Its amazing how quickly things happened.  Next thing I know, I'm in a hospital gown, tube inserted into my hand to be ready for an IV, and excitement and a surreal feeling knowing that soon our baby would be here and our lives would be flipped completely upside down.  

At 10am, the doctor came in to insert a drug to prepare my cervix for induction.  I would have to lay in bed for 12 hours to let that do its magic and there was a likelihood of having to do a second round of the drug.  The earliest I would get pitocin would be 10o'clock at night...which could make for a very exhausting evening, but there was a good chance that I wouldn't get pitocin till the next day.  

Once the drug was inserted, I wasn't allowed to get out of bed unless I had to use the bathroom.  Quickly I noticed menstrual-like cramps that showed that my cervix was getting itself ready for labor.  Fetal monitor was strapped to my belly to keep track of Jackson's heart rate and my contractions, and then it was a waiting game.  Thank goodness for a House marathon to kill the time...and my cell phone with downloaded games.  I knew that it was going to be a long day/night, so I tried to get some rest which is pretty impossible with the monitor and the cramping sensation in my uterus.  We were told that it was going to be quite a while before anything was going to happen, so Adam went home to get our things and I counted the minutes until he returned.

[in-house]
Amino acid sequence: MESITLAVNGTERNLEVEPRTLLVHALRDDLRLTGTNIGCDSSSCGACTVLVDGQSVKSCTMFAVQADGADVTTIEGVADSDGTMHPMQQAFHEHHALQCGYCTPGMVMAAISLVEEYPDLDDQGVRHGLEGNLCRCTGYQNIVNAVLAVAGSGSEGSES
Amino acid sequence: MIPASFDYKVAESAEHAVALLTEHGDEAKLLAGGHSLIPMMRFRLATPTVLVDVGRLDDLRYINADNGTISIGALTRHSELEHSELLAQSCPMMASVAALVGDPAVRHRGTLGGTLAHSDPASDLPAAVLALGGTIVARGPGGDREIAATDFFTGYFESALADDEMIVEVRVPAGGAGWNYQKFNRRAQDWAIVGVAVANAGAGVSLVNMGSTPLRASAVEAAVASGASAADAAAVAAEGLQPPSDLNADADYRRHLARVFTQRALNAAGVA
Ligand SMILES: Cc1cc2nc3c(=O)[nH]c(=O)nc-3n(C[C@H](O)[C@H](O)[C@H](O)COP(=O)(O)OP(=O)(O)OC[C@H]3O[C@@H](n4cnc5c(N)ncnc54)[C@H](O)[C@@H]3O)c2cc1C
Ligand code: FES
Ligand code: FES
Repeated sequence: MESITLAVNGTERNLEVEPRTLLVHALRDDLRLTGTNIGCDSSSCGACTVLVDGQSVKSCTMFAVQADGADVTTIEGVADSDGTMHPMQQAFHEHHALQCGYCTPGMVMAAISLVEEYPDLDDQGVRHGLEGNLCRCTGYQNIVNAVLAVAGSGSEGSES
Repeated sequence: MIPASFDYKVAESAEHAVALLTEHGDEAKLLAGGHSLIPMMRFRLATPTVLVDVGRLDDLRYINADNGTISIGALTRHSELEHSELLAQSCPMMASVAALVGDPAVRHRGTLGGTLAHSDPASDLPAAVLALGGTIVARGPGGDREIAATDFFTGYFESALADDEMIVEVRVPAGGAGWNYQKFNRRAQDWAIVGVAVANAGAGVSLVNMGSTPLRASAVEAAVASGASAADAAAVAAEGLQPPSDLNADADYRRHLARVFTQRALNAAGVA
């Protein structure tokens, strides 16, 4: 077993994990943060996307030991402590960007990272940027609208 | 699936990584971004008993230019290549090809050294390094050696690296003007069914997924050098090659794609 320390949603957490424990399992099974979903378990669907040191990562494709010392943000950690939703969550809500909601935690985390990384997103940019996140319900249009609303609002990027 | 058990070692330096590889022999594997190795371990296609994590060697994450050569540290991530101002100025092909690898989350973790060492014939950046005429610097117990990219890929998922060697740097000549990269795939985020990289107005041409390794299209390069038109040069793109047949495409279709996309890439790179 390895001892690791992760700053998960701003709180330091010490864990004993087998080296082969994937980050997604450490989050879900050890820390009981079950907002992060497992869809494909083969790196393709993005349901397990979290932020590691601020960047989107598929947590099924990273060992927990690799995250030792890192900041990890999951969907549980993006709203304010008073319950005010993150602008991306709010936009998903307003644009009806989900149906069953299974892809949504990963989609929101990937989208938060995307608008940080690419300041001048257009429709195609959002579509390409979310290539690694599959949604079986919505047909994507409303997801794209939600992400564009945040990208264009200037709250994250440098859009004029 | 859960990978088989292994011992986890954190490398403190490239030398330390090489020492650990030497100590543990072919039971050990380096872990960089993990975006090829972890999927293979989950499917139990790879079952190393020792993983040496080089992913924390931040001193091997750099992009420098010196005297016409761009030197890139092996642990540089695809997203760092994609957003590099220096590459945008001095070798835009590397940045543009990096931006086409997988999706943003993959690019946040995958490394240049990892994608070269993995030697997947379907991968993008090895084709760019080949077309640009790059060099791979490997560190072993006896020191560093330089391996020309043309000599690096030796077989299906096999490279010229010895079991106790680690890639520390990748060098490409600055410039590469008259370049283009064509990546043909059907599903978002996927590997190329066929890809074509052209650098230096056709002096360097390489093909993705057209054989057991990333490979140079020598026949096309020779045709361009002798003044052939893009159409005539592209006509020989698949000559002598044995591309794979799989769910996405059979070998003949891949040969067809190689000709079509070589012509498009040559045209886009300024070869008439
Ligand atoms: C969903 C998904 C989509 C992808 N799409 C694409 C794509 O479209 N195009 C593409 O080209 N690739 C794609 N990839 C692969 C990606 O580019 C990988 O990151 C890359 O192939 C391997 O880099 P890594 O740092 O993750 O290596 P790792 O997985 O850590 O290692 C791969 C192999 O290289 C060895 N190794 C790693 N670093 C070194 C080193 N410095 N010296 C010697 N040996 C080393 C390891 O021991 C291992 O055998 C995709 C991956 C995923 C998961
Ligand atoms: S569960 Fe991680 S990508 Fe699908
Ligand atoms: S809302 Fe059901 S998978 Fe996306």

Hours passed, cramps continued... My in-laws and sister dropped by to check in on us.  At this point, the cramps were getting worse and I was doing my best to hide my discomfort.  I don't know how long they stayed, but shortly after they left, the cramps magnified...and I was glad they weren't there to witness it.  Adam was doing his best to comfort me as the cramps were no longer cramps but were very irregular contractions.  I always expected that you would have a contraction and then have a break (even if it was a short break to recover)...but the contractions were so irregular that it seemed like I was having a constant contraction.  At approximately 8:30 the doctor came in to check my progress.  I was 2-3 cm dilated and progressing nicely.  Just an FYI...no one tells you how badly it feels to have someone check your progress.  That felt worse than any of the contractions and I would try to lift myself away from them when they would check me.  Right after they checked me, I felt a wet trickle leaving my body and told the nurse that I thought my water had broken.  They removed the inserted drug and let my body take over with contractions.  Once my water had broken, the contractions grew more and more intense, each one causing me to grip the side of the bed and try to remind myself that this was a "good pain".  I asked the doctors when I could get an epidural...something I wasn't sure I was going to want.  At that point they said I couldn't have it...but very shortly after they said I could.  The epidural was a blessing.  I don't remember if it hurt much to have it inserted because you are concentrating on trying not to move while having contractions...but I was so grateful to have the epidural and be relieved from the pain.  Once the epidural was in, we were told to rest.